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How to Change a Tyre

Change Flat Tire

A manly skill that seems to have been somewhat forgotten these days. With the advent of mobile phones, breakdown services, and the reliability of the modern tyre changing a wheel has become a dark art.


However you should still make the effort to know how to change a tyre in case you are out of cell phone coverage, the break down service is two hours away (and you need to be at the airport in 45 minutes) or you come across a damsel in distress!

So here is a step by step guide:

  • Pull over if the car's handling characteristics change (pulling to one side, unstable in corners etc) and park in a safe place. Do it before you hear the flap flap flap sound (not good!)

  • Get out of the car, puff out your chest and wander around it looking like you know what you are doing.

  • Having now identified that what you felt and heard was in fact a flat tyre, give yourself a pat on the back.

  • Unpack the boot (removing the golf clubs and trundler that have been in there since you last played 6 weeks ago).

  • Identify that you have all the necessary equipment to proceed i.e. a spare with air in it, a jack with a handle and wheel brace. Missing any of these items? Then put the clubs back in the boot, slam it shut and curse the previous owner, your wife (as if she'd ever take anything out of the boot), your mechanic for not checking the pressure in the spare when it was in for a service the previous week. Phone your designated roadside service provider or start making hand signals at passing motorists in the hope they will stop and lend you a phone.

  • Before attempting to jack up the vehicle ensure it is on level ground and the handbrake is on. Remove any wheel or nut covers. If there are any locking wheel nuts (one on each wheel) now is a good time to produce the key. If no key can be found return to the previous step.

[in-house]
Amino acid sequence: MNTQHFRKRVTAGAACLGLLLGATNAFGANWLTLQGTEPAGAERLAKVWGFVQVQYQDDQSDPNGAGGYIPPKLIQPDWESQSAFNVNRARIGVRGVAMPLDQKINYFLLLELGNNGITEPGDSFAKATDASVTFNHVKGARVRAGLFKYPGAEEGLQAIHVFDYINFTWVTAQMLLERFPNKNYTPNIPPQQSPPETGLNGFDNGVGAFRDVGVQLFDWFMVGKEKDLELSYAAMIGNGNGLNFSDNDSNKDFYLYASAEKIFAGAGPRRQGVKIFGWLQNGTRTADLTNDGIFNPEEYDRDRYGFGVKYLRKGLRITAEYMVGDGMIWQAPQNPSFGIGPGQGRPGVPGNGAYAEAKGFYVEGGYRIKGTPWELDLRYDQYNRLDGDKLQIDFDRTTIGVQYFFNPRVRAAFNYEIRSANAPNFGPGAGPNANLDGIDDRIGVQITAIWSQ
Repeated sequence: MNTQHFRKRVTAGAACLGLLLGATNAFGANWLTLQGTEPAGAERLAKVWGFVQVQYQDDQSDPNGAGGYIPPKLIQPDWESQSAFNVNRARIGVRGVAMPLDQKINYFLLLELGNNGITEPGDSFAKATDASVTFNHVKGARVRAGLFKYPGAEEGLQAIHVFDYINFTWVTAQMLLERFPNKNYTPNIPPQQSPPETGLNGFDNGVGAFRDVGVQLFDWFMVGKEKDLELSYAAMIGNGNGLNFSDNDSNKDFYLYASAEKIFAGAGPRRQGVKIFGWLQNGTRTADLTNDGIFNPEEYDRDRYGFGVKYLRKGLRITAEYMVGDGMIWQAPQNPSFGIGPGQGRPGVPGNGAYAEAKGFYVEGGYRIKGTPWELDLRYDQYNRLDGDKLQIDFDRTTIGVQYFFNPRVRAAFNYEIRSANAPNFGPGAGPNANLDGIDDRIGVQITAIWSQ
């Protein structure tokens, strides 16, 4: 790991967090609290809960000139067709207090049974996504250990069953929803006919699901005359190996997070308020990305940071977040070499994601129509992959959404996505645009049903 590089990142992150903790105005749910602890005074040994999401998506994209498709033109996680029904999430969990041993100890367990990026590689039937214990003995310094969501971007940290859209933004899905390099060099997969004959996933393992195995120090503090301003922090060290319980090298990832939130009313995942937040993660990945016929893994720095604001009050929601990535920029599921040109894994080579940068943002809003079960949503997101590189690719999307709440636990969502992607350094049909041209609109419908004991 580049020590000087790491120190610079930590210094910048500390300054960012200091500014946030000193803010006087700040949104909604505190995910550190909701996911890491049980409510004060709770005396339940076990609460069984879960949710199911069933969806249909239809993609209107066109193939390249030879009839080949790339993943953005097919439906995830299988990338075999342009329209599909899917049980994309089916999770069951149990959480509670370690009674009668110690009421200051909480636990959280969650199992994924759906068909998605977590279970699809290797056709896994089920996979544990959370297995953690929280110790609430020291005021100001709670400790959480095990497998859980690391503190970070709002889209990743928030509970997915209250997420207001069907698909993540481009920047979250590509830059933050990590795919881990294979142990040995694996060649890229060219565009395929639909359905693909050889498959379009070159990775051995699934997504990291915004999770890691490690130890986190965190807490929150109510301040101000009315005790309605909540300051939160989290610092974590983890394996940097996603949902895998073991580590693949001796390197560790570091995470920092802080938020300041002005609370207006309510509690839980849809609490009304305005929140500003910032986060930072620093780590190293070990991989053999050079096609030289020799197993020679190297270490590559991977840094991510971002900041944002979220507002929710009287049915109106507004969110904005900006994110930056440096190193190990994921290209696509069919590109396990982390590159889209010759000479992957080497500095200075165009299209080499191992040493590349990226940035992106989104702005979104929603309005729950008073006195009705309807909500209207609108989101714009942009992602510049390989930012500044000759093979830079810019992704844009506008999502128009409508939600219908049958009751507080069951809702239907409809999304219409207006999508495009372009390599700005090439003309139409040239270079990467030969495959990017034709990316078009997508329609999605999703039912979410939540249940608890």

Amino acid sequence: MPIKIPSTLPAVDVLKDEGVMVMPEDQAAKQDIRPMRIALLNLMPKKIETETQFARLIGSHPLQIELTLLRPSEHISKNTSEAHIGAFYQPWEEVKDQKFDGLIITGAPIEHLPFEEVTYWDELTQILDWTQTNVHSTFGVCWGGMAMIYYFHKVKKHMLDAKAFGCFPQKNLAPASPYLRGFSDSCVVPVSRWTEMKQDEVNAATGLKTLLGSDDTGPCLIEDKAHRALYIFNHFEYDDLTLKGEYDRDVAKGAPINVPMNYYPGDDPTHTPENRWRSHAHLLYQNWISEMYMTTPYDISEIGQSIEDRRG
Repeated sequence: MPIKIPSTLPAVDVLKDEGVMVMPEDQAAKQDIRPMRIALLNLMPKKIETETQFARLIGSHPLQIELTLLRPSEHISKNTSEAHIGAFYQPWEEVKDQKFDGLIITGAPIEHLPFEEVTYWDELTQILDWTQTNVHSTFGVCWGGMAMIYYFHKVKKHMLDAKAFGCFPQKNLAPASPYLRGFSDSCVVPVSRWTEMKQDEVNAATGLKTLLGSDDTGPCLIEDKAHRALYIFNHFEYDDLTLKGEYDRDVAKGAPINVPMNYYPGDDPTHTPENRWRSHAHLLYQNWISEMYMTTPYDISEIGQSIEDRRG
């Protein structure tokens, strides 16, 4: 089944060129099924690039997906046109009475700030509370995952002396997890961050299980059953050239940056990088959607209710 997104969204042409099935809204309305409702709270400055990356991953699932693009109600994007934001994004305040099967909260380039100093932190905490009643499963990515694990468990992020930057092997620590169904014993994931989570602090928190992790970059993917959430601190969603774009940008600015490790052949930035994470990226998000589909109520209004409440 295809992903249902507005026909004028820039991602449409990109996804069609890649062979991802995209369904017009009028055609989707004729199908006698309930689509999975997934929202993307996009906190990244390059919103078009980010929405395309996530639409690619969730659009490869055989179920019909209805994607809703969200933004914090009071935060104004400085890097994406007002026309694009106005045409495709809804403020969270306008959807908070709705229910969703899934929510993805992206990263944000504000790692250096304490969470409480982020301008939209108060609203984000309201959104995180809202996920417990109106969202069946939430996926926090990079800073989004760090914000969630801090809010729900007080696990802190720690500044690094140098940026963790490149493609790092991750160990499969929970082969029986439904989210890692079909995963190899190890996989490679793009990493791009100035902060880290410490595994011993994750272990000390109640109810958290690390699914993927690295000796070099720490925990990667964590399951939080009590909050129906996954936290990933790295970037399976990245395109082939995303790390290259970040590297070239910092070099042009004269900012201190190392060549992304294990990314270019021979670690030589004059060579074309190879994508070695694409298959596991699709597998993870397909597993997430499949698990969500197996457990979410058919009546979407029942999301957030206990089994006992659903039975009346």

• Loosen the wheel nuts (lefty, loosie, righty, tighty). It is always easier to do this with the car still on the ground and have the wheel brace handle horizontal. Don't be scared to use your body weight to full advantage by standing on the end of the brace.

  • Place the jack under a designated lifting point. These can be identified by checking the vehicle handbook or finding the strengthened areas of the door sills ( two on each sill, one forward, one aft). Attempting to lift off these areas could mean your door sills wind up resembling a crumpled ice cream container!

  • Raise the vehicle just high enough to be able to remove the wheel. There is no need to lift it up as if you are about to perform an under-car inspection. That just wastes precious time (they have just made the first boarding announcement for your flight), makes placing the spare onto the hub harder and makes the whole operation more unsafe.

  • Remove the wheel nuts and put them out of harms way. Roll the spare wheel into position. I say roll as I've seen many people carrying wheels around getting themselves filthy and hot and bothered (the average rim and tyre combo is around 20kg). Rolling a wheel (as the are designed to do) requires virtually no effort at all.

  • From a crouching position lift the spare wheel onto the hub. Line up a bolt hole at the top with a stud lift and the wheel into place. Hold it in position with one hand then grab a wheel nut, which you will have put out of harms way just out of reach. Wind on the nut a couple of turns (tapered end first - don't laugh, I've seen it done the opposite way which will never end well!). Wind on the remaining nuts finger tight then nip up each nut in a crisscross fashion ensuring that the centre hole of the wheel has located properly on the hub. 

  • Lower the vehicle off the jack and tighten the nuts evenly in the same sequence as above. Lean on the wheel brace with moderate downward pressure. There is no need to use your body weight to full advantage here. Replace and locking devices, wheel cover etc. and hurriedly throw the flat tyre and tools along with all the luggage back in the boot. Slam it shut and stop the stopwatch. Under 5 minutes and you should be on Vettel's F1 team! 5-15 mins, not bad - you might still make it too the airport but won't have time for that drink in the airline lounge. 15-30 mins you'll be lucky to have time to wash your hands before joining the back of the queue at security. Over 30 mins, relax, just think about how many drinks you will be able to have before your re-booked flight leaves!

All this is based on a relatively straight forward tyre change in daylight hours when it's not raining! It's probably a good idea to do a dumby run in the driveway at home especially if you have never changed a wheel before or if the car is new to you. I'm sure car designers take delight in making secret panels in car boots behind which they hide the various tools you need.

If attempting to do a roadside tyre change at night a great deal of extra caution is a required. A torch is a very useful tool to carry in the glove box. Check out our B-Safe 4-in-one Auto Emergency Tool.

 

Happy Motoring!




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